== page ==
Bamboos flower extremely rarely, some species only once every 120 years. According to folklore bamboo flowering is a serious harbinger for misfortune & trouble. Starting in 2018 until now many of these rare bloomers flowered all over Japan. We are bad at reading omens. #Hindsight
After writing this @jayotibanerjee kindly offered an explanation of why the flowering (and following mass-die off) of bamboo was always considered a bad omen in Asia: when bamboo flowers, it releases highly nutritious seeds, which becomes abundant seed for rodents, leading to...
...a rodent explosion who are forced to feed (now that the bamboo is dead and drying) on nearby crops, food storages, etc. This naturally leads to famine which leads to an increase in diseases, and ultimately, death. What is worse, the now dead and dry stands of old bamboo...
...becomes potent fuel for wildfires, which easily spreads to valuable forest, farms or villages and can blanket large regions in smoke, hurting both humans and livestock. Ergo: when the bamboo flowers, you'd better prepare for the worst in the coming few months or years.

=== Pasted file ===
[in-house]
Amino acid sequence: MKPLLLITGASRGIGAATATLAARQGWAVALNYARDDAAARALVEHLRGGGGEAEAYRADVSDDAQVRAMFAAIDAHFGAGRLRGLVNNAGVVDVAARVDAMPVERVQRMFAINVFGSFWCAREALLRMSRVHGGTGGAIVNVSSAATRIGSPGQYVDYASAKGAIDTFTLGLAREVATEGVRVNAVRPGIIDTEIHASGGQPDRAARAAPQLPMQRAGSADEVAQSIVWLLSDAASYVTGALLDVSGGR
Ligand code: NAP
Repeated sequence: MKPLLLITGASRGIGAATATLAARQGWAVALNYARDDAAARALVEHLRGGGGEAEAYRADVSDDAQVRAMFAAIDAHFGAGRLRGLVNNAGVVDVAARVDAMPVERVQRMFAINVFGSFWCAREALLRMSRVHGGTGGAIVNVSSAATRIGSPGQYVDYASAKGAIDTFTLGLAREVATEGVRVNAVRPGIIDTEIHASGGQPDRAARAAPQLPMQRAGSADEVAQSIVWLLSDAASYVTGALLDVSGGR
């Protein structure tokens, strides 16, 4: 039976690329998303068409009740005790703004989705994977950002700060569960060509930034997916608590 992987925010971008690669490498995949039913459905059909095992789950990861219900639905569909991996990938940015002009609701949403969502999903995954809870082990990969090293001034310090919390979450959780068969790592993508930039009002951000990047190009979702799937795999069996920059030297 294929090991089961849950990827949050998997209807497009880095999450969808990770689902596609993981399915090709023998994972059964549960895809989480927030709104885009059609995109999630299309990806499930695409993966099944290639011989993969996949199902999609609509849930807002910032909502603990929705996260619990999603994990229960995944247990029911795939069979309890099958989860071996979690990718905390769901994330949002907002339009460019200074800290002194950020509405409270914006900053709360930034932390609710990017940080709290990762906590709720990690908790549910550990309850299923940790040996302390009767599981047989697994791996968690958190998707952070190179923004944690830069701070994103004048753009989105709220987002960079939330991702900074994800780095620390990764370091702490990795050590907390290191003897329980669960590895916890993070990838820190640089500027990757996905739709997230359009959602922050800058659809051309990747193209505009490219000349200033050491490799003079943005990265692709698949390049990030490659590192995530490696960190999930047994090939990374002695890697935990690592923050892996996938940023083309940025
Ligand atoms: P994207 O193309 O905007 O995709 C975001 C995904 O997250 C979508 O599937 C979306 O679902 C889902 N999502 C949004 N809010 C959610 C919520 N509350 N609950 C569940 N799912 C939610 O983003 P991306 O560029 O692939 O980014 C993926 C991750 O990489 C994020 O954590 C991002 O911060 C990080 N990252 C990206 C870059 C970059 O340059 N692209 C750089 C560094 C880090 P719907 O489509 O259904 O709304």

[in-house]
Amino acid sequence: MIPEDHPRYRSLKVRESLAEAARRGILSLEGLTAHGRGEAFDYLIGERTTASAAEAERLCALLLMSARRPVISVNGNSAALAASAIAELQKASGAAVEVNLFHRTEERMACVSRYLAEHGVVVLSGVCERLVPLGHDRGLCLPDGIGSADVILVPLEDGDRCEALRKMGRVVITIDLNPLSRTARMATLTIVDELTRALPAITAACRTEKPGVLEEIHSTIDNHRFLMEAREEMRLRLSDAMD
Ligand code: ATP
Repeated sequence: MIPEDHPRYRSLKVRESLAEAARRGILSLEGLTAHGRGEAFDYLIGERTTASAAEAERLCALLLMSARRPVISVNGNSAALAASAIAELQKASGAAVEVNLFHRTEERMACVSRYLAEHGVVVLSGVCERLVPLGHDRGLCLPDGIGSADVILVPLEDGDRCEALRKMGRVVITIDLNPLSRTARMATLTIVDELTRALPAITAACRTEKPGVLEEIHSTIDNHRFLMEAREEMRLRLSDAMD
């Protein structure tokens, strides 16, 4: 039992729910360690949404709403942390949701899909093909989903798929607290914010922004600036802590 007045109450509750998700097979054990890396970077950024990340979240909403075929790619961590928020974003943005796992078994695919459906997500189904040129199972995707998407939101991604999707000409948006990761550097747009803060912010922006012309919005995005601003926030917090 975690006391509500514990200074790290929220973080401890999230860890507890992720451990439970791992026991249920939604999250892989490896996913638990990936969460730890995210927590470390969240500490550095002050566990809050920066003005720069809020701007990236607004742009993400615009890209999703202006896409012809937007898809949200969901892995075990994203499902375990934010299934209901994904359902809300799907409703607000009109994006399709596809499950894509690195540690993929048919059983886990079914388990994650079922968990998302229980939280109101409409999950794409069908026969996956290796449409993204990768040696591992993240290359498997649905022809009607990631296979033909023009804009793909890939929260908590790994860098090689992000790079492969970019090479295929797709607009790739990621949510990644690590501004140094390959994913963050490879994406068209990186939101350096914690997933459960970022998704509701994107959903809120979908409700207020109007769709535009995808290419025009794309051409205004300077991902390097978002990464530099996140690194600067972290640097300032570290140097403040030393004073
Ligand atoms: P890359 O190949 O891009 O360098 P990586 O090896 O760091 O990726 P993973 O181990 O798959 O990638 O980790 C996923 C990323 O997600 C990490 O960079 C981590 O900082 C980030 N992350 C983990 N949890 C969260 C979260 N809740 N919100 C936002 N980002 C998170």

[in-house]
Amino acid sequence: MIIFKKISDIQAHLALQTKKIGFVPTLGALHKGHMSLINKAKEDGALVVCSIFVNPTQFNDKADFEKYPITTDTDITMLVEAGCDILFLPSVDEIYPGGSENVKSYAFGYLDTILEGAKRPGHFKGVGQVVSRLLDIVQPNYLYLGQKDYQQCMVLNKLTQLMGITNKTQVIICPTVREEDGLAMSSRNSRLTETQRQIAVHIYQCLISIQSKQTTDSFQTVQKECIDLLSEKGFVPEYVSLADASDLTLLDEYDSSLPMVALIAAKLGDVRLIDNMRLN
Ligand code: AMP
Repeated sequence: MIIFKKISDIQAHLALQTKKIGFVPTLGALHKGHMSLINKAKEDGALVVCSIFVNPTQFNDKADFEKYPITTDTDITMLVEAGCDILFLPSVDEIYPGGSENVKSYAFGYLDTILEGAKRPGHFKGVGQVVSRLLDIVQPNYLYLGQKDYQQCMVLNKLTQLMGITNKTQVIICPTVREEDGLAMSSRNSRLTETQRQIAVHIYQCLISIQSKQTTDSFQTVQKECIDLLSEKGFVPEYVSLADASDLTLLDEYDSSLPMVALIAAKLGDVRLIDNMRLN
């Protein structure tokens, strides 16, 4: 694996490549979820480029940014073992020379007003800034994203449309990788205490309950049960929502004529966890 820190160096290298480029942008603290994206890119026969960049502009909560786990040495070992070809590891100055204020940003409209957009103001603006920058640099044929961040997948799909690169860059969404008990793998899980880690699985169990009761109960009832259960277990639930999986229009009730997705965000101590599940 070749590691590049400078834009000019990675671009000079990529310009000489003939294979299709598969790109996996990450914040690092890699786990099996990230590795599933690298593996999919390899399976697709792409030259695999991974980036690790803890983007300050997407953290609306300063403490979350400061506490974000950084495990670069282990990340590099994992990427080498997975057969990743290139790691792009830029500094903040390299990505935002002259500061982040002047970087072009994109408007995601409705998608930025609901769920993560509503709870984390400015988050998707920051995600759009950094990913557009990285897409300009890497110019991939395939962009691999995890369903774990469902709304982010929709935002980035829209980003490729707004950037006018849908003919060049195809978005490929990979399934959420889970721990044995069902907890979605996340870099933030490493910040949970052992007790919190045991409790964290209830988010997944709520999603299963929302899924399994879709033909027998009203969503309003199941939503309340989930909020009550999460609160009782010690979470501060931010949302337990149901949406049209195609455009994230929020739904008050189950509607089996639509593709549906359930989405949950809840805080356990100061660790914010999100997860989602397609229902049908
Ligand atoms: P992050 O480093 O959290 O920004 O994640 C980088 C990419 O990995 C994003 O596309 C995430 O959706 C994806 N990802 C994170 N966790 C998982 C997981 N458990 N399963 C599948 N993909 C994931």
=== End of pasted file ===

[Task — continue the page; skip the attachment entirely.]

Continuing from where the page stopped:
A real life example: in Japan during the period of 1962-1966 the economically important bamboo species "madake" flowered, and one third of all madake in Japan died. The mass die off was the beginning of the end of the Japanese domestic bamboo industry: today it is a mere 1/10th.
The next madake die off in Japan will be around the year 2090. There is a theory that all madake in Japan are genetically identical, which leads to this species being especially vulnerable to flowering, unlike other species, where flowering occurs in only in small local areas.
However, @jayotibanerjee will (rightly!) scold me if I don't add this post scriptum: bamboo is an amazingly versatile and useful plant. Today mass flowering does not need to lead to national or even local disaster, if properly foreseen and responded to.
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